Make sure to set the color handling of each of the pixels before mapping them to the pseudo controllers. By default, each lighting element takes one channel. This is perfect for old-school light strings controlled by relays but pixels require one channel each for red, green, and blue. When you set the color handling to be pixels, Vixen knows that each pixel requires three channels and you can then map that appropriately to the pseudo controllers.

One other note: each lighting element can also have a dimming curve defined. This is useful for the perfectionists among us who can actually notice the brightness differences between different LEDs. More practically for us, it allows us to lessen the brightness of the pixels on the verticals. At 100% brightness, the pixels shining directly in your eyes are just too much and it is overwhelming. We assigned a dimming curve that goes linearly from 0% to 75% for these pixels and this has the effect of rescaling the sequenced values such that they max out at 75% brightness.

Location-Based Effects

It took until 2017 for us to figure out how location-based effects work in Vixen. Location-based effects are where the software uses the preview picture to determine the relative spatial relationship between pixels and can then apply effects appropriately. Prior to 2017, we tended to work with each string of lights individually and Rose spent a lot of time sequencing some of the wipe effects. Other effects like the pinwheel were not even realistically possible to do by hand that way.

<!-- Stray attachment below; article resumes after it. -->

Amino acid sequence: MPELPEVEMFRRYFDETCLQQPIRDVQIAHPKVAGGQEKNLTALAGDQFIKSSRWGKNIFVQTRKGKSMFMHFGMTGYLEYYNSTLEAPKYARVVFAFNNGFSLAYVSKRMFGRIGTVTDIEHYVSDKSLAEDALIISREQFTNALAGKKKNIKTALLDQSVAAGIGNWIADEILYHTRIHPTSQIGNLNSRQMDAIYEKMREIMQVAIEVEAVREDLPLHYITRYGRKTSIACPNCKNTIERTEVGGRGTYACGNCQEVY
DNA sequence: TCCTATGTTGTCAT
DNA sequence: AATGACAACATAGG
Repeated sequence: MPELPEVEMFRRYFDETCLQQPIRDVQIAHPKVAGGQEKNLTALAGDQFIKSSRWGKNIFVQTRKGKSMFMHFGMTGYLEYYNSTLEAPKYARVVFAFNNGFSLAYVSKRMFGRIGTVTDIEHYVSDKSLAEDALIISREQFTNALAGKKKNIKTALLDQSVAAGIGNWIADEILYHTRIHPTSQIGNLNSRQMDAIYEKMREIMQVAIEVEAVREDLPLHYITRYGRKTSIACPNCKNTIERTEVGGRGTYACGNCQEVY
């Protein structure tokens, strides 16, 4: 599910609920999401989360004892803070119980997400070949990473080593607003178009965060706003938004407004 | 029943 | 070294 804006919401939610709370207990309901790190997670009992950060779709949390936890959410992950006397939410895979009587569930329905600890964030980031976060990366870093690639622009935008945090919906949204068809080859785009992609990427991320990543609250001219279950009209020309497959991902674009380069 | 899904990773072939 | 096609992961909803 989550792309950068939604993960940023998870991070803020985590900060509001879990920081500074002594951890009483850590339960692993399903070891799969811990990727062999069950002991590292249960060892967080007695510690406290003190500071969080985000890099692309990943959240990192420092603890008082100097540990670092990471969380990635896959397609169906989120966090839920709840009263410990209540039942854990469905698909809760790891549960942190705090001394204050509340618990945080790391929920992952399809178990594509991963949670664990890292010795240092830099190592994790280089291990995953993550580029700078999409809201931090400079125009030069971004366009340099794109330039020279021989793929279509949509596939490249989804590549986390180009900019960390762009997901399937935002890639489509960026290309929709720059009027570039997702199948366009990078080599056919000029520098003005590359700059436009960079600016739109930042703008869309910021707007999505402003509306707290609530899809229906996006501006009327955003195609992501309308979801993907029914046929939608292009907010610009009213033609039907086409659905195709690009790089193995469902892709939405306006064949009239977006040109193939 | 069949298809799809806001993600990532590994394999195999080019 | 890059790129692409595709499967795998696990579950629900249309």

It turns out, location-based effects are really simple to use and they open up a lot of possibilities for us. The trick is defining display groups that contain all of the elements for which the effect should apply. Thus, we now have numerous defined groups such as “All” (includes every pixel we have) and “Snowmen” (all 12 of the snowmen). By applying one of the location-based effects (such as pinwheel) to the group, Vixen does all the hard work of figuring out when each pixel needs to be on or off.

Exporting from Vixen

Exporting a sequence from Vixen is a simple process. Just open the sequence and go to Sequence -> Export. We have found that the export tends to go better if you first close out of Vixen completely first and then make opening the sequence and exporting it your first task. This may have gotten better in recent versions of Vixen but we noticed significant issues in 2016 with our exports if Vixen had been open for a while or we had done anything with it prior to exporting.

The export dialog for Vixen. We define our pseudo controllers in the desired order so we don’t need to reorder them here but Vixen does allow it. You can see the total number of channels in our show is 5,798, all but 5 of which are RGB pixels.

On the export dialog, use the “Falcon Player Sequence” format and we have always left the timing at the default 50 milliseconds. You can rearrange or turn off pseudo controllers in this dialog but life is just simpler if you define them originally in the desired order and don’t mess with anything here. Once the export completes, you can upload that sequence to Falcon Player and see it in action on the house.

Output Mapping in Falcon Player

The final step is to map each channel to a specific controller so that Falcon Player knows how and where to send each data packet. Check out the section on unicast vs. multicast on the Network and Router page for some discussion on the differences between those two methods. Here is the output mapping we have in Falcon Player to map our 6000+ channels to their universes and controllers.

Our Falcon Player output channel mapping.